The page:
Stephen 24:15
the thing that I see plans for the world pandemic,

Kerelyn 24:18
yeah. It’s slightly unfortunate, on many for many reasons, obviously. But as a result of that, like I think the kidlit community online has come together and has been really supportive. So like, I started interacting with a group called middle grade book village. I think I just like totally blunder that but it’s something like that. And they have these weekly mg book chats on Twitter. And it’s a community of like librarians and teachers, and also authors that get together and talk about books and they usually have a different topic every week that they talk about. It’s kind Like a q&a type thing. So those have been really great just to kind of introduce myself to that community, and then become friends with them and support other authors. And, you know, that’s been where most of my opportunities have come from is just from making friends and reaching out to people. And just, you know, being a supportive, supportive human, I think. So, I’m sure probably a lot of your listeners are familiar with Joanna pen, from the creative pen podcast, and she talks a lot about, yeah, she talks a lot about Co Op petition, which is like, you know, basically, like, authors are in this together, we’re not direct competitors with each other, like, people who love to read, are always looking for new books, you don’t have to be competing with other authors, like you can recommend their books, you can give them opportunities, that just expands the world for all of us. So I really try to take that to heart and try to share, you know, don’t be stingy with sharing knowledge or things that you’ve learned or opportunities in it, that’s sharing the little knowledge that I have has an you know, paid back 10 times over and then I’m able to share that back again, and like, you know, reach hands out to people that are just starting. And your fellow writers like, I’ve just I’ve been given a lot of opportunities to do events and things that I wouldn’t have been able to do if I hadn’t done that.

Stephen 26:36
I think that’s great. I, I didn’t even know about the middle grade book village, I might have to go check. Yeah,

Kerelyn 26:41
definitely check them out. There’s a bunch of like, kind of groups like that. That one is really active, and great.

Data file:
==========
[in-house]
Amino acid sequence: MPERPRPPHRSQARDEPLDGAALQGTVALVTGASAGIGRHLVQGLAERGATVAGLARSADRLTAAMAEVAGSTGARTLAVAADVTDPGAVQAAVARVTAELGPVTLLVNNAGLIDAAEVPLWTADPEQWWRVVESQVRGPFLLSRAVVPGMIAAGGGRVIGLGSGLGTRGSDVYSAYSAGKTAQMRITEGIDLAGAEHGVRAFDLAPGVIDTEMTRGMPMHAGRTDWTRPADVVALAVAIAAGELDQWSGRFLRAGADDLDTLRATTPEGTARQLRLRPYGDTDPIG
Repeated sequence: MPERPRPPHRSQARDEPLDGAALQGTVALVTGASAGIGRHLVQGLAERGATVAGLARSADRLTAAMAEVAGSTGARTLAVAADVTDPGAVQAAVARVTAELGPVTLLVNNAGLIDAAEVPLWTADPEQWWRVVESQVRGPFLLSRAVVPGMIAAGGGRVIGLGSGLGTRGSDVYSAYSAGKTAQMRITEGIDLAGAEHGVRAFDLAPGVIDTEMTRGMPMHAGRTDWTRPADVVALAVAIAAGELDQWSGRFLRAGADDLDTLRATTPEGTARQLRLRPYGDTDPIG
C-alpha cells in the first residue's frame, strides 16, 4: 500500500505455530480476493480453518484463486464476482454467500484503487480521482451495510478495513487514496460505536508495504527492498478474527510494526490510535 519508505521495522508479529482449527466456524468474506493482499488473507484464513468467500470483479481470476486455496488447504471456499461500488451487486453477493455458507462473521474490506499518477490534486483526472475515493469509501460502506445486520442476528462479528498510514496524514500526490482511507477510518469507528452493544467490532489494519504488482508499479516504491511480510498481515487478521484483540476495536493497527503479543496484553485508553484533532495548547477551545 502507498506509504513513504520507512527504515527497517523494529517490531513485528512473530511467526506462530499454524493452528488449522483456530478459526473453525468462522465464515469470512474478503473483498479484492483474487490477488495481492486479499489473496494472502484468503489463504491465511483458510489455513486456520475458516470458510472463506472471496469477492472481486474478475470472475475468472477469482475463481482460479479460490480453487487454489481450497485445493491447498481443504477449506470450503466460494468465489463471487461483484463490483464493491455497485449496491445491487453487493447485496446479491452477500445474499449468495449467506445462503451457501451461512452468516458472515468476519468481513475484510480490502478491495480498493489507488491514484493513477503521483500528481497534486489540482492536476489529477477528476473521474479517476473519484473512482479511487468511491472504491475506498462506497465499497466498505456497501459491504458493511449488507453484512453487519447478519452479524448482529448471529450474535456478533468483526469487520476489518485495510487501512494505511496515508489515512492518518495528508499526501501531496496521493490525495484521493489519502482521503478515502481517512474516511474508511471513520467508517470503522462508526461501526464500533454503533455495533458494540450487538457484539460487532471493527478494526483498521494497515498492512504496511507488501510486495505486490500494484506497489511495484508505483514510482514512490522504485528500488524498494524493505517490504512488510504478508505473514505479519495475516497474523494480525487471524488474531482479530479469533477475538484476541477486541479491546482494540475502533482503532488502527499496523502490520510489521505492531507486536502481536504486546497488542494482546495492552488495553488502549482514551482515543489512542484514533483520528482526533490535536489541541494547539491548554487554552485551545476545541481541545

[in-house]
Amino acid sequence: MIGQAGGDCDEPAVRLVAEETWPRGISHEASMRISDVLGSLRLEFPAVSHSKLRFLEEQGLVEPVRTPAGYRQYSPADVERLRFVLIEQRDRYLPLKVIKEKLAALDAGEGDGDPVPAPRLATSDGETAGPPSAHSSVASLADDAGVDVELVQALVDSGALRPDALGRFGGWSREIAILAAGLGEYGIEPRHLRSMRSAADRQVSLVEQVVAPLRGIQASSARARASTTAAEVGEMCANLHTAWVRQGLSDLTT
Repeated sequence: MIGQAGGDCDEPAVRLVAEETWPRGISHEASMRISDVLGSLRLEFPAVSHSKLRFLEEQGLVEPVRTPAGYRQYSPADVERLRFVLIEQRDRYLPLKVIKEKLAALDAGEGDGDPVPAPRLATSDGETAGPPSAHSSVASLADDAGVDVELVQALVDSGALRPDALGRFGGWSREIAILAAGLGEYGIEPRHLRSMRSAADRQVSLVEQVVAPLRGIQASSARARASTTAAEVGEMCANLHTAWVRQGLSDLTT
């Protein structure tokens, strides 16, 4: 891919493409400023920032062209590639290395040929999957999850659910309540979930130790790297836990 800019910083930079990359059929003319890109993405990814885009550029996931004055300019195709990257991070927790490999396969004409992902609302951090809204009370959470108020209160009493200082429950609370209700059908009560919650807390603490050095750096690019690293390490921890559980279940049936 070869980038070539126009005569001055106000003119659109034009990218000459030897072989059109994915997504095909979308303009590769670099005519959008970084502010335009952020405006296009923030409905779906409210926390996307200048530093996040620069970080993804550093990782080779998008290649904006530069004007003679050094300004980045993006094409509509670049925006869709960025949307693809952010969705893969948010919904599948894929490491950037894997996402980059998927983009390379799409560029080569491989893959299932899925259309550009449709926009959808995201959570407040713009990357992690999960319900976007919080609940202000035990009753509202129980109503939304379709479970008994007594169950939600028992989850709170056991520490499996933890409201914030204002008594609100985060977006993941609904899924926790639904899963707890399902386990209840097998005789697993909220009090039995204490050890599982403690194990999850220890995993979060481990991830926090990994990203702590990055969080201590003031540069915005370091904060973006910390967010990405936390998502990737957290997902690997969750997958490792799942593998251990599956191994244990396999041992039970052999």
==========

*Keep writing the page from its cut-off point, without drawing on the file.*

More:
Stephen 26:50
So getting a little more tech, which probably isn’t a push for you. What what type of software do you use? What type of services like that? When you’re doing your writing or your marketing?

Kerelyn 27:04
Yeah, for the writing, I use Scrivener. And I really love that tool. had used I think novelist A while ago. But I do like Scrivener better. And then I’m sure anybody who’s tried to go into the indie space knows that it’s just like, there’s so many tools, there’s so many pieces, it’s incredibly overwhelming. But just to rattle off some I do use vellum for formatting. I use mailer light for my email integration stuff. I use WordPress for website. And I’ve used just one of the free, simpler themes. for that. I use Bluehost as my hosting, use, I want my name for my domain name registration stuff. I use book funnel to distribute books out like our Creator and free copies of the book. trying to think what else I have. Yeah, go ahead.

Stephen 28:13
I was gonna say so pretty much the standard things that you hear a lot of people using tried and trued and working for you. Have you noticed anything particular that works better? I am assuming like most people, you’ve had ups and downs with book sales days or weeks where it’s higher than other days or weeks, is there anything you’ve noticed, particularly that works to boost the book.

Kerelyn 28:39
So I have not been following it super super closely. Because I so I set off with very low expectations for the book. My you know, goal was to sell 50 copies. Because I was like I probably don’t have that many friends I could convince to buy the book. So that will be like you know, some strangers and that would be a good thing. So I’m happy to say that I’ve sold more than that, which is great. Good. But I’m not like going I’m not exploding or anything and like I’m fine with that. I believe that it’s going to be like a slow burn. So I’m doing the best I can to just kind of I’m more interested in having people read the book and kind of spreading the word. So I’ve been giving away a lot of free copies. Not really anticipating a ton of sales. Like I kind of want to get my reviews number of reviews up. And I haven’t done a ton of advertising like I haven’t a ton. I haven’t done any paid advertising. Primarily because I’ve read some stuff that has said like it’s not really worth it until you have more books out. So read through. Yeah. So I don’t know I go back and forth. I haven’t entirely decided Like I was going to be way more systematic about it. But then as I said, all that stuff happened. So that kind of scrapped all of that. So, as far as seeing bumps and stuff, I don’t really know, I think, you know, talking, sharing in your community is helpful. I’m somebody who’s, like really scared to talk about it. So it was a big step for me to like, admit to people that I knew that I wrote a book. So that was, that’s helpful, but should be obvious to anyone.

Stephen 30:32